Omg, that Mugshot though. First rule of thumb, if you’re not interested in marrying him, don’t stay with him. Better yet, the SOONER you discover that he’s NOT the one, drop him. I’m not saying that that would have prevented her untimely death, but it would have kept him from feeling like his time was wasted. Sounds like she might have been stringing him along. You know us women. “Oh I’ll just stick with him until something better comes along”. That’s USING someone. Thats deception. And you’re kinda acting like a HO. I’m just saying. Now the rules are different when you’re very young for the most part. Everyone is sleeping with everybody and the very thought of marriage gives some guys penis recessions. But when you’re with a grown ass man, Girl you better watch that shit.

Now, for what’s its worth, she saved another woman’s life, but at what cost. If you aren’t sure, it’s best to walk away. ESPECIALLY when you know he’s truly interested in a relationship. images-55

I realize that she is a mother And she’s leaving behind 2 children. SO in lieu of those details, to the rest of you women out there who are dating with NO INTENT, wake up! Stop acting like men don’t have feelings. Stop acting like all you have to offer is sex and selling yourselves short. According to her friends she was a sweet lady. Well, Jason Eric Eaton felt used. He felt like she wasted his time and efforts. He even went out and bought an engagement ring. Come on! Really? I’m not saying he was right, but someone has got to accept responsibility for this. If she didn’t see him as a potential candidate or as a stepfather for her children, WHY WAS SHE THERE?

 

Story below

 

 

GREENSBURG, Ind. – A Greensburg man is facing a murder charge after allegedly admitting to killing his girlfriend after she declined his marriage proposal, reports CBS affiliate WTTV.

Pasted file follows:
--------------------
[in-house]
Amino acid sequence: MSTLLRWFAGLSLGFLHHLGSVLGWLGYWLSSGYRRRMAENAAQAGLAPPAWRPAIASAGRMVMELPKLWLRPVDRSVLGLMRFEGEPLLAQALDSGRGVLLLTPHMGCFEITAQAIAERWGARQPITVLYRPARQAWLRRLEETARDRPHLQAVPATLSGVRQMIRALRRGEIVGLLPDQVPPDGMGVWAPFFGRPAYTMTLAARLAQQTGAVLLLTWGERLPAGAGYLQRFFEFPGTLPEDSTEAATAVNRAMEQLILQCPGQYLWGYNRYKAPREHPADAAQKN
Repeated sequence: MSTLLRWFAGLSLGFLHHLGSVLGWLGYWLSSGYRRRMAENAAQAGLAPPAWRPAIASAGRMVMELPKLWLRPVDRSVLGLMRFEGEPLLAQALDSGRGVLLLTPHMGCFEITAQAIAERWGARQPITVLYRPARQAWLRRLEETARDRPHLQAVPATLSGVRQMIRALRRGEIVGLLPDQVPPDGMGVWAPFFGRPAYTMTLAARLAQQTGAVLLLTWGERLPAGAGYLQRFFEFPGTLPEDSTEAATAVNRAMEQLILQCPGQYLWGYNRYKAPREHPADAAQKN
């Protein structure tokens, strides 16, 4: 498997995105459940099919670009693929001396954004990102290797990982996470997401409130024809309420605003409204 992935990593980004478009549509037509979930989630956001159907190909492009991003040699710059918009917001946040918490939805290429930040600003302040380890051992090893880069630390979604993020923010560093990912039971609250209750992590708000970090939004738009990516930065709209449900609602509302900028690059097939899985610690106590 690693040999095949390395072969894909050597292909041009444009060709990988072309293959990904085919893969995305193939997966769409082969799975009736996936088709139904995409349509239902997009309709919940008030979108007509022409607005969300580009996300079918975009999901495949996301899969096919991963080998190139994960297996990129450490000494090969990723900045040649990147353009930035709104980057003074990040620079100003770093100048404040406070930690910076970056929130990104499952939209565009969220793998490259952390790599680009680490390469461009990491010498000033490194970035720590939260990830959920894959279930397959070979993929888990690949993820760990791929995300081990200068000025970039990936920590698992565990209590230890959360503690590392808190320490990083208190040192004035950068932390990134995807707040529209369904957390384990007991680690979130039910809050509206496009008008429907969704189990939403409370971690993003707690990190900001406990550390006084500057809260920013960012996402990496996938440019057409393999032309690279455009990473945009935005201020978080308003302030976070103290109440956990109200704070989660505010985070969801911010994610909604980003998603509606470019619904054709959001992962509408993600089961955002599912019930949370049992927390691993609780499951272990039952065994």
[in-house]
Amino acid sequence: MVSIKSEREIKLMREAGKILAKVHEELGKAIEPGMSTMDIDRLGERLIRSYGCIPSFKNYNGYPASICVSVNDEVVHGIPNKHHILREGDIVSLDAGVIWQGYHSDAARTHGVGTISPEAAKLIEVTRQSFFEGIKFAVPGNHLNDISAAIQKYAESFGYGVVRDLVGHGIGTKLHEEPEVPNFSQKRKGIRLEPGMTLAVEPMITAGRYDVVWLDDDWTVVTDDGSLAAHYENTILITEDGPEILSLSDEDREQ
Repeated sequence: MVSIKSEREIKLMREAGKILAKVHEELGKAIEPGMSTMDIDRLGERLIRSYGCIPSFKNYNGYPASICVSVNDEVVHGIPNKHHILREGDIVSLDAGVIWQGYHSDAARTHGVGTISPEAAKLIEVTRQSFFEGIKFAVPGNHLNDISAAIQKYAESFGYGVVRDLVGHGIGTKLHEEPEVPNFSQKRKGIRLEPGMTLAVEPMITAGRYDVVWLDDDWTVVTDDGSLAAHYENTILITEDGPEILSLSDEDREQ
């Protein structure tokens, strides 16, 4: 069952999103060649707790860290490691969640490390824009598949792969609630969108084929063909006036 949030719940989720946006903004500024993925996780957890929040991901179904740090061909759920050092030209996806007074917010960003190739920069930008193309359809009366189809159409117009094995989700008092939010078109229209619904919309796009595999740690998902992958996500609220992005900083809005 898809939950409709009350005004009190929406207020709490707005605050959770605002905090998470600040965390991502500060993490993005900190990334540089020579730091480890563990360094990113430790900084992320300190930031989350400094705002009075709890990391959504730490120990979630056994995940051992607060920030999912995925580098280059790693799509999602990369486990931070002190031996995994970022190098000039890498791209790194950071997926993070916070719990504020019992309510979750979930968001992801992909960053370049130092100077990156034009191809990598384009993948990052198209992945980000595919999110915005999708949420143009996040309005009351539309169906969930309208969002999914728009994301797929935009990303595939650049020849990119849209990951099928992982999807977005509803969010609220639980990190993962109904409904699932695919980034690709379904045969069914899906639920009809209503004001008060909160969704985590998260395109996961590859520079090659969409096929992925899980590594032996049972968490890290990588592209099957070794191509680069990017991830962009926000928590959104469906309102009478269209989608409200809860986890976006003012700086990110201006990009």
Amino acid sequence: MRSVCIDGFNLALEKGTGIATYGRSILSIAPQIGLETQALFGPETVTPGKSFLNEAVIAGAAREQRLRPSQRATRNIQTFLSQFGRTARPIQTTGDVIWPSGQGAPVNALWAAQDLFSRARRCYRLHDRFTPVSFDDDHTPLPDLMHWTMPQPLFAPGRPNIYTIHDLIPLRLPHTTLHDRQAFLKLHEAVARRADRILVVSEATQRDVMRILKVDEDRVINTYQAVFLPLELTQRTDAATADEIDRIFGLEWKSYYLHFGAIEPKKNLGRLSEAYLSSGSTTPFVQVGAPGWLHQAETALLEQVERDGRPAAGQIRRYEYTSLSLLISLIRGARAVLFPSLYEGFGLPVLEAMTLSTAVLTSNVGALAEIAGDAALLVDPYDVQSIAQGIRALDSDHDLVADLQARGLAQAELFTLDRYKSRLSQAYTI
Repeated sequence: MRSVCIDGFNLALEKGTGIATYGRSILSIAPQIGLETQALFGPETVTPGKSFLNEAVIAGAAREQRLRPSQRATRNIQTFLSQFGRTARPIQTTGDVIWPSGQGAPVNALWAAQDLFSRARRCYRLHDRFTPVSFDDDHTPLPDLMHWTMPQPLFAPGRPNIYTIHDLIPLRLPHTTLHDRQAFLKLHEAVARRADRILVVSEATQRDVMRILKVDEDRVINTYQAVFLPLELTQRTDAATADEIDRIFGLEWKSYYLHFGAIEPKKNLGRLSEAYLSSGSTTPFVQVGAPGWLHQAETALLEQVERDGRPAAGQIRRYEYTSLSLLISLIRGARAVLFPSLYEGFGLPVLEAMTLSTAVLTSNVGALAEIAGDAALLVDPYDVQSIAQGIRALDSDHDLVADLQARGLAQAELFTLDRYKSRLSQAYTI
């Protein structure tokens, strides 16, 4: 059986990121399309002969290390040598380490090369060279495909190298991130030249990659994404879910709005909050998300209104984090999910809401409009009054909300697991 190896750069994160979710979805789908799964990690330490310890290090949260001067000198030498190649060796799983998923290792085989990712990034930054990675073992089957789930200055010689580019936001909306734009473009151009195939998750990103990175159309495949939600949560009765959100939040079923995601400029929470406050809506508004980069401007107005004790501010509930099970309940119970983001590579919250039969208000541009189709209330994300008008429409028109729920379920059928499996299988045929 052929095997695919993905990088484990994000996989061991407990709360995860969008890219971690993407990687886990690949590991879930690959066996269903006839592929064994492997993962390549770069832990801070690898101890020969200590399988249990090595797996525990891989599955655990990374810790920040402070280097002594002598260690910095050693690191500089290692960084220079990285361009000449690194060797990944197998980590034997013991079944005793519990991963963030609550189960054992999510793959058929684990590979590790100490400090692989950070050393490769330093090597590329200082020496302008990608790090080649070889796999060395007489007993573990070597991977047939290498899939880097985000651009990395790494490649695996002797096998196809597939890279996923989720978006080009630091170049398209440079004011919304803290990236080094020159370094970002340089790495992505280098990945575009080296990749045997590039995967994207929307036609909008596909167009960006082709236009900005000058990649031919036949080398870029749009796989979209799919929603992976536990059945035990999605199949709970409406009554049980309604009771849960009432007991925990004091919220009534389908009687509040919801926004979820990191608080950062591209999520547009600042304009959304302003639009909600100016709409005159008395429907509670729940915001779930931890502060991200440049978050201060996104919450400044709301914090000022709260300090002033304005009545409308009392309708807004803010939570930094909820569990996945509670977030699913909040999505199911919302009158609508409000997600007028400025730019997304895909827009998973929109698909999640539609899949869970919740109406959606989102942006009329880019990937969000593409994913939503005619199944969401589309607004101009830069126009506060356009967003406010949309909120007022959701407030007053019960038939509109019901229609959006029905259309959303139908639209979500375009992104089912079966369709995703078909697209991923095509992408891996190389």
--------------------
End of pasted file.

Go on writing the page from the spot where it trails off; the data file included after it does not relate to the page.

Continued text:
According to court documents, Jason Eaton, 43, walked into the Greensburg Police Department on Tuesday with a woman and asked to talk to an officer. He told the officer that he had killed his girlfriend, later identified as Wendy Sabatini.

Officers were sent to their home and Sabatini’s son, who reportedly thought his mother was at work, let them in. He had just arrived home from a school-related internship.

The station reports that Sabatini’s body was found in a bedroom. Police said she died of an apparent gunshot wound to her head. A firearm was found in the bedroom and seized by officers.

Eaton was detained at the police station. He spoke with officers and said he approached her in the bedroom with an engagement ring to ask her to marry him.

She declined before he was able to ask.

Eaton allegedly said he then retrieved the gun from a nightstand and shot her in the head from behind. He eventually left the home and went to the home of the woman who he went to the police department with. He allegedly told her he “messed up” and said he thought he killed Sabatini.

In addition to the murder charge, Eaton faces a firearm sentencing enhancement.

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Friends discuss Wendy…

Several people gathered at Polsinelli’s Bar & Grill Thursday evening to remember former Logansport resident Wendy Sabatini, who authorities say was killed at her home in Greensburg Tuesday.

Police say Sabatini was fatally shot Tuesday evening, Oct. 25, by her boyfriend, Jason Eric Eaton, 43, at her residence about an hour southeast of Indianapolis, according to a probable cause affidavit filed through the Decatur County Circuit Court.

Friends said Sabatini had only lived in Greensburg for a couple of years. Before that, she called the Logansport area home for about two decades. News of her death came as a shock to them.

Lora Collins has known Sabatini for around three years and said she learned of her death early Wednesday morning.